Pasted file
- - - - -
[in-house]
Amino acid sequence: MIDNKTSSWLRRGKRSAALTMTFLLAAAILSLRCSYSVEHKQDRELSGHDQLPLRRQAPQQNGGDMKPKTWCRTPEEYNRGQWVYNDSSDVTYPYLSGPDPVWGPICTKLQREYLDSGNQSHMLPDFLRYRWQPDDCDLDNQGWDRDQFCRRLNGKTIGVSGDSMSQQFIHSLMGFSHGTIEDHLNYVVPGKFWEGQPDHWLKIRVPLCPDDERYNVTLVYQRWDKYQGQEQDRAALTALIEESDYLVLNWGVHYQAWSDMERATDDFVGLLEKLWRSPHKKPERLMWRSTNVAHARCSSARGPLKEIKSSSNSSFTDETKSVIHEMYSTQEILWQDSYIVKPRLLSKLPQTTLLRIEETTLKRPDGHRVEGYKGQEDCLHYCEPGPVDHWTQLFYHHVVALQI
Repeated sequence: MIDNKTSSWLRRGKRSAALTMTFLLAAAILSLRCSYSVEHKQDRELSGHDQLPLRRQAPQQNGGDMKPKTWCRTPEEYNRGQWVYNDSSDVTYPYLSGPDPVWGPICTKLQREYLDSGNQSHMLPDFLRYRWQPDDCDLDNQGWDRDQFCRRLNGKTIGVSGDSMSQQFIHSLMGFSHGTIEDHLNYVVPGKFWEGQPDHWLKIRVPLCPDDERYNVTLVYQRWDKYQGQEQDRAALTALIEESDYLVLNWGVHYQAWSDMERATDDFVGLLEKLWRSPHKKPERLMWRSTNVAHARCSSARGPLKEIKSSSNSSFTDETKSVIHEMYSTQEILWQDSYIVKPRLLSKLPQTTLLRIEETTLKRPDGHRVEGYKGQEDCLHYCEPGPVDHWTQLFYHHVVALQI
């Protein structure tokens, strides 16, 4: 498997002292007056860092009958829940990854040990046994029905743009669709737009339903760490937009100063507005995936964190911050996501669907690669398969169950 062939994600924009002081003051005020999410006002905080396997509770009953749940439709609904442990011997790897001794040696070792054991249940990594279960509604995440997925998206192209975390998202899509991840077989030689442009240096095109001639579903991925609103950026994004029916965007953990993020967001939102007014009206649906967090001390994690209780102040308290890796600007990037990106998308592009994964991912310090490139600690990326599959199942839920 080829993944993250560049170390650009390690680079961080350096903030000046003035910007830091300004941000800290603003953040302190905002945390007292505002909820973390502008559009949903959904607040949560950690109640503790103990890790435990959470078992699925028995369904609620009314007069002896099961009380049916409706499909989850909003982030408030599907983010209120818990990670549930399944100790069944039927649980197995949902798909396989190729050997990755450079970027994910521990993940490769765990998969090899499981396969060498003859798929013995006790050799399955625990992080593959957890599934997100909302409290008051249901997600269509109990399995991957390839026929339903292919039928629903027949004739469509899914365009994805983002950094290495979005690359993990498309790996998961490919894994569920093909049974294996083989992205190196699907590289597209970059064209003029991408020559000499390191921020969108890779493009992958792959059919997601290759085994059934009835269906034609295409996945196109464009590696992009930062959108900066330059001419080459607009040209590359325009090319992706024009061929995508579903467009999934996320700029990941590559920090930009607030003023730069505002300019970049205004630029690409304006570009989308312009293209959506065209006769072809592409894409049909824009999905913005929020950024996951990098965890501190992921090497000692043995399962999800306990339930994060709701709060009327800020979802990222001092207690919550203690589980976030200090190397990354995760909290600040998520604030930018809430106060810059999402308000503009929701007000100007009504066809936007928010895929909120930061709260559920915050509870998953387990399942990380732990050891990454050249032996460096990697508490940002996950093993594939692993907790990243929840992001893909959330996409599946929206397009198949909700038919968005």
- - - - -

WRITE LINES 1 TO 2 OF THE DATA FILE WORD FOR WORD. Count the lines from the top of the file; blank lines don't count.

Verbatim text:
[in-house]
Amino acid sequence: MIDNKTSSWLRRGKRSAALTMTFLLAAAILSLRCSYSVEHKQDRELSGHDQLPLRRQAPQQNGGDMKPKTWCRTPEEYNRGQWVYNDSSDVTYPYLSGPDPVWGPICTKLQREYLDSGNQSHMLPDFLRYRWQPDDCDLDNQGWDRDQFCRRLNGKTIGVSGDSMSQQFIHSLMGFSHGTIEDHLNYVVPGKFWEGQPDHWLKIRVPLCPDDERYNVTLVYQRWDKYQGQEQDRAALTALIEESDYLVLNWGVHYQAWSDMERATDDFVGLLEKLWRSPHKKPERLMWRSTNVAHARCSSARGPLKEIKSSSNSSFTDETKSVIHEMYSTQEILWQDSYIVKPRLLSKLPQTTLLRIEETTLKRPDGHRVEGYKGQEDCLHYCEPGPVDHWTQLFYHHVVALQI